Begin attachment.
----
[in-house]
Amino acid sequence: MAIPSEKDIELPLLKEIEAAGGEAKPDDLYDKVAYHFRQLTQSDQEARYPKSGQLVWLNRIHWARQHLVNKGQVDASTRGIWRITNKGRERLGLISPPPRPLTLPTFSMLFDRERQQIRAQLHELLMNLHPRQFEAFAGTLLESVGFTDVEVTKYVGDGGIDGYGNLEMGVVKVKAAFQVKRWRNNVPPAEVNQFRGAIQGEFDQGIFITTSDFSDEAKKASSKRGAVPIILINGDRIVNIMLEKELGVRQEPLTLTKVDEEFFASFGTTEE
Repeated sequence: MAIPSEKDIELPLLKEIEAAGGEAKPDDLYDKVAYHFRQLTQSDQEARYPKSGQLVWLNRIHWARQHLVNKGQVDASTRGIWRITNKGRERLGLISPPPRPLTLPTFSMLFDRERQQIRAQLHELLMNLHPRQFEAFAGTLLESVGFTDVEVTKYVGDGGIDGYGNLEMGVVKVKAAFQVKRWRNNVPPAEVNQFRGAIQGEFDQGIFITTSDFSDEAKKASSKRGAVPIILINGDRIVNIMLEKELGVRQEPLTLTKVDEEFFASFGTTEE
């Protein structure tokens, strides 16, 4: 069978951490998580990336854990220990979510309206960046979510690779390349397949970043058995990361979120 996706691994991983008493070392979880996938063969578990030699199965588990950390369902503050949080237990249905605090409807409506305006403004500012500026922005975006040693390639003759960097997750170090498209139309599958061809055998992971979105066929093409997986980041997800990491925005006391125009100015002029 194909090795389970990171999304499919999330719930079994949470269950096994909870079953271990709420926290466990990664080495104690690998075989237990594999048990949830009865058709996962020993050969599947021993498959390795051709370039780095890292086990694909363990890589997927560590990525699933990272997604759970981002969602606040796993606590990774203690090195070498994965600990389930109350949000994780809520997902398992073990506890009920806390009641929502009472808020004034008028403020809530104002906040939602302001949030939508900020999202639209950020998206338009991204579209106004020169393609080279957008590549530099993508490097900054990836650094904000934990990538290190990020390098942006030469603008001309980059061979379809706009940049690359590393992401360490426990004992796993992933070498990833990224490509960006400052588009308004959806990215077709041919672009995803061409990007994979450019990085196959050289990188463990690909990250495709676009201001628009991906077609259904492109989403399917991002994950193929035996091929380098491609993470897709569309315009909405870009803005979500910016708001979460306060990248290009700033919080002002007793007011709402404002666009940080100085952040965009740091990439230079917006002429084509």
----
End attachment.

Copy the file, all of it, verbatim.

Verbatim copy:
[in-house]
Amino acid sequence: MAIPSEKDIELPLLKEIEAAGGEAKPDDLYDKVAYHFRQLTQSDQEARYPKSGQLVWLNRIHWARQHLVNKGQVDASTRGIWRITNKGRERLGLISPPPRPLTLPTFSMLFDRERQQIRAQLHELLMNLHPRQFEAFAGTLLESVGFTDVEVTKYVGDGGIDGYGNLEMGVVKVKAAFQVKRWRNNVPPAEVNQFRGAIQGEFDQGIFITTSDFSDEAKKASSKRGAVPIILINGDRIVNIMLEKELGVRQEPLTLTKVDEEFFASFGTTEE
Repeated sequence: MAIPSEKDIELPLLKEIEAAGGEAKPDDLYDKVAYHFRQLTQSDQEARYPKSGQLVWLNRIHWARQHLVNKGQVDASTRGIWRITNKGRERLGLISPPPRPLTLPTFSMLFDRERQQIRAQLHELLMNLHPRQFEAFAGTLLESVGFTDVEVTKYVGDGGIDGYGNLEMGVVKVKAAFQVKRWRNNVPPAEVNQFRGAIQGEFDQGIFITTSDFSDEAKKASSKRGAVPIILINGDRIVNIMLEKELGVRQEPLTLTKVDEEFFASFGTTEE
């Protein structure tokens, strides 16, 4: 069978951490998580990336854990220990979510309206960046979510690779390349397949970043058995990361979120 996706691994991983008493070392979880996938063969578990030699199965588990950390369902503050949080237990249905605090409807409506305006403004500012500026922005975006040693390639003759960097997750170090498209139309599958061809055998992971979105066929093409997986980041997800990491925005006391125009100015002029 194909090795389970990171999304499919999330719930079994949470269950096994909870079953271990709420926290466990990664080495104690690998075989237990594999048990949830009865058709996962020993050969599947021993498959390795051709370039780095890292086990694909363990890589997927560590990525699933990272997604759970981002969602606040796993606590990774203690090195070498994965600990389930109350949000994780809520997902398992073990506890009920806390009641929502009472808020004034008028403020809530104002906040939602302001949030939508900020999202639209950020998206338009991204579209106004020169393609080279957008590549530099993508490097900054990836650094904000934990990538290190990020390098942006030469603008001309980059061979379809706009940049690359590393992401360490426990004992796993992933070498990833990224490509960006400052588009308004959806990215077709041919672009995803061409990007994979450019990085196959050289990188463990690909990250495709676009201001628009991906077609259904492109989403399917991002994950193929035996091929380098491609993470897709569309315009909405870009803005979500910016708001979460306060990248290009700033919080002002007793007011709402404002666009940080100085952040965009740091990439230079917006002429084509």